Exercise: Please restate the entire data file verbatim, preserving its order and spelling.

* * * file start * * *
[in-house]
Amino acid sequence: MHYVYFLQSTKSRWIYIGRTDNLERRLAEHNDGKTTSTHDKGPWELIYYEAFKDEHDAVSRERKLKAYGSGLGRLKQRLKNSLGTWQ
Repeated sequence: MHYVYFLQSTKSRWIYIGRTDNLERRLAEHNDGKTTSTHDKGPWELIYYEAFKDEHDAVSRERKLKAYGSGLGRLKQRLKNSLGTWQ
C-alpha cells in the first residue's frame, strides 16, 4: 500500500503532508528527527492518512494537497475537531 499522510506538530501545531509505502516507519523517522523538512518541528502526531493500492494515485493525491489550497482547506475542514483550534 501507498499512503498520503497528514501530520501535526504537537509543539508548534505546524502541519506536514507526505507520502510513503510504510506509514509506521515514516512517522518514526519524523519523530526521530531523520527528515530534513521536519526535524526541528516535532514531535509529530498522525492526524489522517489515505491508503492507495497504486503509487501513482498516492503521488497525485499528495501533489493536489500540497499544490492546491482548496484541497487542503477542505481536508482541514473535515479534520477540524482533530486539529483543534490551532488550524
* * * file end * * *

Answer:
[in-house]
Amino acid sequence: MHYVYFLQSTKSRWIYIGRTDNLERRLAEHNDGKTTSTHDKGPWELIYYEAFKDEHDAVSRERKLKAYGSGLGRLKQRLKNSLGTWQ
Repeated sequence: MHYVYFLQSTKSRWIYIGRTDNLERRLAEHNDGKTTSTHDKGPWELIYYEAFKDEHDAVSRERKLKAYGSGLGRLKQRLKNSLGTWQ
C-alpha cells in the first residue's frame, strides 16, 4: 500500500503532508528527527492518512494537497475537531 499522510506538530501545531509505502516507519523517522523538512518541528502526531493500492494515485493525491489550497482547506475542514483550534 501507498499512503498520503497528514501530520501535526504537537509543539508548534505546524502541519506536514507526505507520502510513503510504510506509514509506521515514516512517522518514526519524523519523530526521530531523520527528515530534513521536519526535524526541528516535532514531535509529530498522525492526524489522517489515505491508503492507495497504486503509487501513482498516492503521488497525485499528495501533489493536489500540497499544490492546491482548496484541497487542503477542505481536508482541514473535515479534520477540524482533530486539529483543534490551532488550524